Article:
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Do Bilingual Language Requirements Constitute National Origin Discrimination Under Title VII in the Eleventh Circuit?

Posted on: February 26th, 2015

By: Amanda K. Hall

 

In today’s global society, many businesses are finding that their customers are bilingual or do not speak English.  Therefore, it is becoming more and more common for employers to require their employees to be bilingual or speak another language in order to be qualified for their job.  Given its geographic location, this issue is particularly relevant to employers in the Eleventh Circuit.  This blog examines the question of whether such requirements may give rise to a claim of national origin discrimination under Title VII of the Civil Rights Act of 1964.

The former Fifth Circuit, whose opinions are binding on the Eleventh Circuit, held, in the context of determining whether an English-only policy violated Title VII, that “[n]either the statute [Title VII] nor common understanding equates national origin with the language that one chooses to speak.”  The former Fifth Circuit noted, however, that “[l]anguage may be used as a covert basis for national origin discrimination.”    

A court in the Southern District of Florida stated that a policy requiring employees to speak a language other than English could create problems in that it “works to eliminate American-born applicants who speak only English.”  In dicta, that court noted that such a policy may be suspect “where it is geared primarily to benefit employees, rather than customers, who are not proficient in English.”

A bilingual requirement could be challenged as direct or circumstantial evidence of discrimination.  For example, in one case, anon-Brazilian employee of the Brazilian air carrier Varig brought a failure to promote claim against Varig alleging that she was discriminated against on the basis of her national origin when Varig refused to promote her to a cargo sales representative position that had a Portuguese-language requirement.  The plaintiff claimed that the requirement constituted both direct and circumstantial evidence of national origin discrimination.

Rejecting the plaintiff’s claim that the requirement, as posted, was direct evidence of national origin discrimination, the court noted that the Eleventh Circuit has held that direct evidence of discrimination is evidence that “if believed, proves [the[ existence of a fact without inference or presumption.” The court then held that the policy could not constitute direct evidence of discrimination because it required at least two inferences: (1) “an inference that the requirement was actually intended to limit the applicant pool to only native-born speakers of a particular country, rather than to include all those who speak the language in other countries or who learned the language regardless of their place of birth” and (2) “it requires the fact finder to conclude that the language requirement has no legitimate purpose other than to weed out candidates based on national origin.”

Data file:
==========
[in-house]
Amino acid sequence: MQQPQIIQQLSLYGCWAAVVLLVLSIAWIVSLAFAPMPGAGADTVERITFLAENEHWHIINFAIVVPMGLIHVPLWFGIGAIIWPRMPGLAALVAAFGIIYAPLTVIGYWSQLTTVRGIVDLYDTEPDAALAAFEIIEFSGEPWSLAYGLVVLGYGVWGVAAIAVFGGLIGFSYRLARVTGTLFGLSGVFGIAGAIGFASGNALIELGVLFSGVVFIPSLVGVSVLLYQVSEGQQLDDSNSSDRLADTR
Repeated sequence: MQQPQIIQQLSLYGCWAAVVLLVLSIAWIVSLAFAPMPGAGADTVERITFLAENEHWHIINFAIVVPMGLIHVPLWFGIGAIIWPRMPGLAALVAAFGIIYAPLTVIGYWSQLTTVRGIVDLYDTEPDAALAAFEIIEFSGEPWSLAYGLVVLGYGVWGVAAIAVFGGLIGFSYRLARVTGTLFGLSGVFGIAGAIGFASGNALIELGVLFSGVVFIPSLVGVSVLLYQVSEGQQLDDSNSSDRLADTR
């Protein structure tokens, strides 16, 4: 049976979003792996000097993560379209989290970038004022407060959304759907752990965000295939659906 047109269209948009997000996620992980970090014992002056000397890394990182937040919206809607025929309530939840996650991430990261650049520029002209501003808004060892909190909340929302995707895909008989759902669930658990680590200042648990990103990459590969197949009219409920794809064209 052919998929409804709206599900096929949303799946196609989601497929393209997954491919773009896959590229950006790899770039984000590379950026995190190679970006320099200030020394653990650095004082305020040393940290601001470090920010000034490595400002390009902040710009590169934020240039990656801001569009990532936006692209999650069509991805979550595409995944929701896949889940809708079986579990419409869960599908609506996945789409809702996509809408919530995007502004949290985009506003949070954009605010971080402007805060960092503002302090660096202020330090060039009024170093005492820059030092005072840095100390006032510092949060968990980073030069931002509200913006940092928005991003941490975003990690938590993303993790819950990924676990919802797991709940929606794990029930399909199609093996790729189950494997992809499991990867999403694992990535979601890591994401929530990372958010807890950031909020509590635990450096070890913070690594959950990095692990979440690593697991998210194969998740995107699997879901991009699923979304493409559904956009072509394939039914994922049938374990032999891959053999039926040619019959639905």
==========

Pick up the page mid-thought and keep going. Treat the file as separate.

The court then analyzed the language requirement in accordance with the McDonnell Douglas framework for claims involving circumstantial evidence of discrimination.  After finding it “unlikely” that the plaintiff could establish a prima facie case of national origin discrimination because she could not show that she was qualified for the promotion, the court went on to conclude that, even if the plaintiff could establish a prima facie case, she could not rebut Varig’s legitimate, non-discriminatory reason for the policy — namely that Varig did business with many Brazilian companies whose employees only spoke Portuguese and that the employee hired for the position would need to communicate in Portuguese with personnel at Varig’s head office in Brazil.  Citing the well-known proposition that an employee may not quarrel with an employer’s business judgment, the court held that “[t]he question for this court is not whether Portuguese fluency and literacy were actually required for the position, but rather whether Varig’s stated reason for including the requirement is an honest explanation of its decision.” As another court in the Eleventh Circuit stated, “[t]he wisdom of defendant’s decision to make Spanish fluency a skill requirement is not properly before this court.”

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